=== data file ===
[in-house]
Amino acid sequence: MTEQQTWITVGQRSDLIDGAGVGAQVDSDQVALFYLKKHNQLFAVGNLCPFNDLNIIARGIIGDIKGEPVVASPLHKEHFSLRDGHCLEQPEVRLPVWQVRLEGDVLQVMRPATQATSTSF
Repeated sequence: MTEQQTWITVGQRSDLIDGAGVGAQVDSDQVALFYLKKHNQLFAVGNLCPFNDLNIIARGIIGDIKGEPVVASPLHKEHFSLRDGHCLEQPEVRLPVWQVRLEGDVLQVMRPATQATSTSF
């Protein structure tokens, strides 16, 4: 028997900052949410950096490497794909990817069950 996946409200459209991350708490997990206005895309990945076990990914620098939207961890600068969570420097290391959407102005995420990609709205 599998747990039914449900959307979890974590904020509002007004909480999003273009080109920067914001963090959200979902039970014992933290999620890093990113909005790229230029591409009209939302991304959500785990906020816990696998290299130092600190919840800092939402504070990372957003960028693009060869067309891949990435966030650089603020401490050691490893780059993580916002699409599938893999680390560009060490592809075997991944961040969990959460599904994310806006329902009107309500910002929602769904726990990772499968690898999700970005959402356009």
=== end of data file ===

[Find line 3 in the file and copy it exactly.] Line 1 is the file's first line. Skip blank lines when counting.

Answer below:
Repeated sequence: MTEQQTWITVGQRSDLIDGAGVGAQVDSDQVALFYLKKHNQLFAVGNLCPFNDLNIIARGIIGDIKGEPVVASPLHKEHFSLRDGHCLEQPEVRLPVWQVRLEGDVLQVMRPATQATSTSF